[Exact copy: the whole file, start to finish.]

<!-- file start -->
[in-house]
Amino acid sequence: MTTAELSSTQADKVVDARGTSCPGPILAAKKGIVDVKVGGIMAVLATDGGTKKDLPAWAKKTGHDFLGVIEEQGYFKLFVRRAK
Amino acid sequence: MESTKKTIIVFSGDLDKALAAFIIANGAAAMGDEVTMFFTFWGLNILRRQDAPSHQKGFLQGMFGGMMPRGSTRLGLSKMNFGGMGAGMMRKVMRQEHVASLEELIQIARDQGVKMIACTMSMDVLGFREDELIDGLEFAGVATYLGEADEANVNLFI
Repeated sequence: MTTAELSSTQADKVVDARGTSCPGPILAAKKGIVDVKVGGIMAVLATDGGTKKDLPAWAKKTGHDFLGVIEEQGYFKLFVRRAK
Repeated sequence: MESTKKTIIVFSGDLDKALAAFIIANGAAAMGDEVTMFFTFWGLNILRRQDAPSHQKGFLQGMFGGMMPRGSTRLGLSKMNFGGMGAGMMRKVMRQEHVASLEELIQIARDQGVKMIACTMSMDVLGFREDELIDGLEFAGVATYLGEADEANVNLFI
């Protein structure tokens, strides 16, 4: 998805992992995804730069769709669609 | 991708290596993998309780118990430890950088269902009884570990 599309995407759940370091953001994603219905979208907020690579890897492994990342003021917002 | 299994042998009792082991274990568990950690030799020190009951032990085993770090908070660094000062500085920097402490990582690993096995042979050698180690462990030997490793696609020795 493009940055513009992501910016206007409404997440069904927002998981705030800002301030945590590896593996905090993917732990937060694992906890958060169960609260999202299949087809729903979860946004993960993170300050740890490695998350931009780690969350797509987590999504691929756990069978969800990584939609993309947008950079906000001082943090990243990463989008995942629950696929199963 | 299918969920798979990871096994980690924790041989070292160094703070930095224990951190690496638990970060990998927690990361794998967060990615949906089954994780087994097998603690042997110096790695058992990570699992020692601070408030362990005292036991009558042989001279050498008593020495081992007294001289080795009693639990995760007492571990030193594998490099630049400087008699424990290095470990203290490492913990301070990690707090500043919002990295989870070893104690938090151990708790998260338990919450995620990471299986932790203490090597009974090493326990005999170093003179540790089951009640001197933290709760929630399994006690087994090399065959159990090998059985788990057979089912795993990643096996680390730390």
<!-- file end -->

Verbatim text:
[in-house]
Amino acid sequence: MTTAELSSTQADKVVDARGTSCPGPILAAKKGIVDVKVGGIMAVLATDGGTKKDLPAWAKKTGHDFLGVIEEQGYFKLFVRRAK
Amino acid sequence: MESTKKTIIVFSGDLDKALAAFIIANGAAAMGDEVTMFFTFWGLNILRRQDAPSHQKGFLQGMFGGMMPRGSTRLGLSKMNFGGMGAGMMRKVMRQEHVASLEELIQIARDQGVKMIACTMSMDVLGFREDELIDGLEFAGVATYLGEADEANVNLFI
Repeated sequence: MTTAELSSTQADKVVDARGTSCPGPILAAKKGIVDVKVGGIMAVLATDGGTKKDLPAWAKKTGHDFLGVIEEQGYFKLFVRRAK
Repeated sequence: MESTKKTIIVFSGDLDKALAAFIIANGAAAMGDEVTMFFTFWGLNILRRQDAPSHQKGFLQGMFGGMMPRGSTRLGLSKMNFGGMGAGMMRKVMRQEHVASLEELIQIARDQGVKMIACTMSMDVLGFREDELIDGLEFAGVATYLGEADEANVNLFI
């Protein structure tokens, strides 16, 4: 998805992992995804730069769709669609 | 991708290596993998309780118990430890950088269902009884570990 599309995407759940370091953001994603219905979208907020690579890897492994990342003021917002 | 299994042998009792082991274990568990950690030799020190009951032990085993770090908070660094000062500085920097402490990582690993096995042979050698180690462990030997490793696609020795 493009940055513009992501910016206007409404997440069904927002998981705030800002301030945590590896593996905090993917732990937060694992906890958060169960609260999202299949087809729903979860946004993960993170300050740890490695998350931009780690969350797509987590999504691929756990069978969800990584939609993309947008950079906000001082943090990243990463989008995942629950696929199963 | 299918969920798979990871096994980690924790041989070292160094703070930095224990951190690496638990970060990998927690990361794998967060990615949906089954994780087994097998603690042997110096790695058992990570699992020692601070408030362990005292036991009558042989001279050498008593020495081992007294001289080795009693639990995760007492571990030193594998490099630049400087008699424990290095470990203290490492913990301070990690707090500043919002990295989870070893104690938090151990708790998260338990919450995620990471299986932790203490090597009974090493326990005999170093003179540790089951009640001197933290709760929630399994006690087994090399065959159990090998059985788990057979089912795993990643096996680390730390």